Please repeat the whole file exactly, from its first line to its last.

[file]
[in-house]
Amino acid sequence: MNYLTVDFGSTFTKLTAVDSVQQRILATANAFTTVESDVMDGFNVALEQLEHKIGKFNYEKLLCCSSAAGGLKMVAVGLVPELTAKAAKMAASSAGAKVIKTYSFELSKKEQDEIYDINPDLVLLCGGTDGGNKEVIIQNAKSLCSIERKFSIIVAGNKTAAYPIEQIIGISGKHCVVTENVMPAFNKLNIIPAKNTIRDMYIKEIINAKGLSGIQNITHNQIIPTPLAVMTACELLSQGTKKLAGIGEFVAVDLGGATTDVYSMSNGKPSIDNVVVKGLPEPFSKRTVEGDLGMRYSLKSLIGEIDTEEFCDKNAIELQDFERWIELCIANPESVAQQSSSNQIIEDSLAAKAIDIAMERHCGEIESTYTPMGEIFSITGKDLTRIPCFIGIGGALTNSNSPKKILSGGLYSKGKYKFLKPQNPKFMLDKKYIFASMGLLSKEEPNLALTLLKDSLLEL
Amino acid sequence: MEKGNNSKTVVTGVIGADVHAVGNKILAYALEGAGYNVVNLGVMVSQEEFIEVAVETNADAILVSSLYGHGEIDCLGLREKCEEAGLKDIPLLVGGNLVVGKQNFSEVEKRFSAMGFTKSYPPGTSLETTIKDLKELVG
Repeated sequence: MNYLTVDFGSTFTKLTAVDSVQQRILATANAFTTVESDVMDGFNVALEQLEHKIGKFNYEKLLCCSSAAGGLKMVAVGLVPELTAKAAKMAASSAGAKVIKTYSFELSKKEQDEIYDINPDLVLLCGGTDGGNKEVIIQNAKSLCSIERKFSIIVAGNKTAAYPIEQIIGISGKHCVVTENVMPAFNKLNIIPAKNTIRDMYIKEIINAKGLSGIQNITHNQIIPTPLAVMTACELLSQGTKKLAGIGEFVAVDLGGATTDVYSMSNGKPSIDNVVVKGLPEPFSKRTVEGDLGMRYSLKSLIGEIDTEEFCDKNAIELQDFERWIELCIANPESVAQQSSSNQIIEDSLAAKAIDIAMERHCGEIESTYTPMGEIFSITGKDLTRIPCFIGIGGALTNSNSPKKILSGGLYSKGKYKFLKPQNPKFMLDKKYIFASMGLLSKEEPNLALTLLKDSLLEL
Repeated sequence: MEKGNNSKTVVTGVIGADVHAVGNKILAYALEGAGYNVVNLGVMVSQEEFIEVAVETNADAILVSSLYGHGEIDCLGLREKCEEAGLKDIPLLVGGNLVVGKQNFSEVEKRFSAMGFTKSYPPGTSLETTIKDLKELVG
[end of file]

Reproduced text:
[in-house]
Amino acid sequence: MNYLTVDFGSTFTKLTAVDSVQQRILATANAFTTVESDVMDGFNVALEQLEHKIGKFNYEKLLCCSSAAGGLKMVAVGLVPELTAKAAKMAASSAGAKVIKTYSFELSKKEQDEIYDINPDLVLLCGGTDGGNKEVIIQNAKSLCSIERKFSIIVAGNKTAAYPIEQIIGISGKHCVVTENVMPAFNKLNIIPAKNTIRDMYIKEIINAKGLSGIQNITHNQIIPTPLAVMTACELLSQGTKKLAGIGEFVAVDLGGATTDVYSMSNGKPSIDNVVVKGLPEPFSKRTVEGDLGMRYSLKSLIGEIDTEEFCDKNAIELQDFERWIELCIANPESVAQQSSSNQIIEDSLAAKAIDIAMERHCGEIESTYTPMGEIFSITGKDLTRIPCFIGIGGALTNSNSPKKILSGGLYSKGKYKFLKPQNPKFMLDKKYIFASMGLLSKEEPNLALTLLKDSLLEL
Amino acid sequence: MEKGNNSKTVVTGVIGADVHAVGNKILAYALEGAGYNVVNLGVMVSQEEFIEVAVETNADAILVSSLYGHGEIDCLGLREKCEEAGLKDIPLLVGGNLVVGKQNFSEVEKRFSAMGFTKSYPPGTSLETTIKDLKELVG
Repeated sequence: MNYLTVDFGSTFTKLTAVDSVQQRILATANAFTTVESDVMDGFNVALEQLEHKIGKFNYEKLLCCSSAAGGLKMVAVGLVPELTAKAAKMAASSAGAKVIKTYSFELSKKEQDEIYDINPDLVLLCGGTDGGNKEVIIQNAKSLCSIERKFSIIVAGNKTAAYPIEQIIGISGKHCVVTENVMPAFNKLNIIPAKNTIRDMYIKEIINAKGLSGIQNITHNQIIPTPLAVMTACELLSQGTKKLAGIGEFVAVDLGGATTDVYSMSNGKPSIDNVVVKGLPEPFSKRTVEGDLGMRYSLKSLIGEIDTEEFCDKNAIELQDFERWIELCIANPESVAQQSSSNQIIEDSLAAKAIDIAMERHCGEIESTYTPMGEIFSITGKDLTRIPCFIGIGGALTNSNSPKKILSGGLYSKGKYKFLKPQNPKFMLDKKYIFASMGLLSKEEPNLALTLLKDSLLEL
Repeated sequence: MEKGNNSKTVVTGVIGADVHAVGNKILAYALEGAGYNVVNLGVMVSQEEFIEVAVETNADAILVSSLYGHGEIDCLGLREKCEEAGLKDIPLLVGGNLVVGKQNFSEVEKRFSAMGFTKSYPPGTSLETTIKDLKELVG